So instead I’d want to say, OK, maybe I’m simply not good enough at this game to do a proper stealth run, and so I will commit to fudging my way through it with elemental chaos. But it doesn’t feel as if the game supports this, either.
Your fire abilities expand as you spend upgrade points, and are eventually joined by water and earth powers unlocked by reaching new parts of the game world. The oppportunities afforded by these abilities are an expansion in quantity more than type, however. Early on, you’ll gain access to a fire ability that allows you to rocket jump to higher areas, for example. Then early in the water upgrade path, you’ll gain access to an ability that lets you reach higher areas by floating upwards in a bubble. Sometimes a spot on a level will present you with a pool of water and no flame, and so the water ability is certainly useful, but the difference is arbitrary, and in both situations you’re still simply heading upwards.
You do eventually gain abilities that allow you to more directly subdue enemies: vines or ice to fix them in place, smoke to blind them, and so on. You’re always at the whims of the level design as to how much of any resource is available to you however, and I found that this more directly confrontational playstyle would quickly lead me to situations I couldn’t survive. This is because alerted guards can’t be jumped over, and your own abilities are always reliant on hiding within or drawing resources from the environment. If you have an enemy on either side of you, or even just one close to you, it’s the level design which determines whether there’s anything you can do, and frequently the answer is no.
Wildfire seemed to incentivise a playstyle one moment and punish it in the next. Combined with the lack of vision cones or previews of how far a sound would travel, so many actions turned out to be a mistake in one situation and not in another. If it was a mistake, there’d be little chance to recover and I’d be battered to death with a sword or chomped to bits by teeth no matter how much health I had, and forced to reload a save.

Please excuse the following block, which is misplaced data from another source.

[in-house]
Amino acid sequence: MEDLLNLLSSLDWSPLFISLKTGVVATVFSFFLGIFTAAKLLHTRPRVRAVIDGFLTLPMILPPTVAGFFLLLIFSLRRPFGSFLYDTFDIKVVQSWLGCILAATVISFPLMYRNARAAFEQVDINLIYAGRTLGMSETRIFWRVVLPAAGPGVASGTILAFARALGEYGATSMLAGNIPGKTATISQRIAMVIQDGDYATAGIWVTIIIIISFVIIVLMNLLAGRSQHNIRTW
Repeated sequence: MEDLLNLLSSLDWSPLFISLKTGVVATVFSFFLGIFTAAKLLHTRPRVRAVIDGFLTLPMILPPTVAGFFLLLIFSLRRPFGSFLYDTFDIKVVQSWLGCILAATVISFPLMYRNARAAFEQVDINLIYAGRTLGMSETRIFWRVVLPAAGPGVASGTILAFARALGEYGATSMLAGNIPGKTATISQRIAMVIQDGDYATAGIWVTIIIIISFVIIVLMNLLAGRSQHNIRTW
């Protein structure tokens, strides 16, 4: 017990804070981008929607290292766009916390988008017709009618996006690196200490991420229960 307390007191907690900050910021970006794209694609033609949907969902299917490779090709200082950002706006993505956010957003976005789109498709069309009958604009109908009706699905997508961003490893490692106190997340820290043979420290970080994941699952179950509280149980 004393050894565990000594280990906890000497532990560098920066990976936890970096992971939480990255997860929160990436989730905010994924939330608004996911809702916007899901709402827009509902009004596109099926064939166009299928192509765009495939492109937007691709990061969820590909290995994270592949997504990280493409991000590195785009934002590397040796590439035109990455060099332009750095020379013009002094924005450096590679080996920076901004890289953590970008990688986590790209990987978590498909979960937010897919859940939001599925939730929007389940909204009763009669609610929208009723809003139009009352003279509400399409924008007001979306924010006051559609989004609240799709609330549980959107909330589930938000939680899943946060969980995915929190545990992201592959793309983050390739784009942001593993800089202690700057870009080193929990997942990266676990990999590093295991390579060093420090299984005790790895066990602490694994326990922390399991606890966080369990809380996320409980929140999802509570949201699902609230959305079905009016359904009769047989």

There are no manual saves, by the way. There are checkpoints, which were often longer ago than I wanted to go back, and there are auto-saves, which often happened right in the middle of the chaos that led to my death.
The final nail in the coffin was the number of bugs I encountered in the five hours I played. These started with coffins, fittingly, which you can open and hide inside. They got trapped in an endless loop of opening and closing such that I couldn’t use them without getting trapped permanently inside. There was also a mission event which didn’t trigger, leaving a fuse unlit and me without a time limit. There was the time fire from one life continued into the next even after a complete level restart, solving a mission for me without my having to move. There were guards whose patrol routes became frozen, leaving me with no options to avoid being spotted. There was one crash.
Wildfire is polished in so many areas. Its pixel art is neat and communicative, its UI sounds tick and tinkle in rewarding ways, and there’s no shortage of stuff. Tilesets change as you move across the world, new enemies are introduced, missions have one-off objectives or twists. I liked the handful of levels during which you could hide in snow drifts, or carry a flame in your hand to cause snow to collapse like an avalanche atop guards.
It’s the underlying systems which let everything else down, and which felt incoherent to me. Some games only become fun once you work out what they expect from you, and I spent most of my time with Wildfire wondering if I was playing it wrong. Maybe I was, but if there was a fun way to play it, I never found it.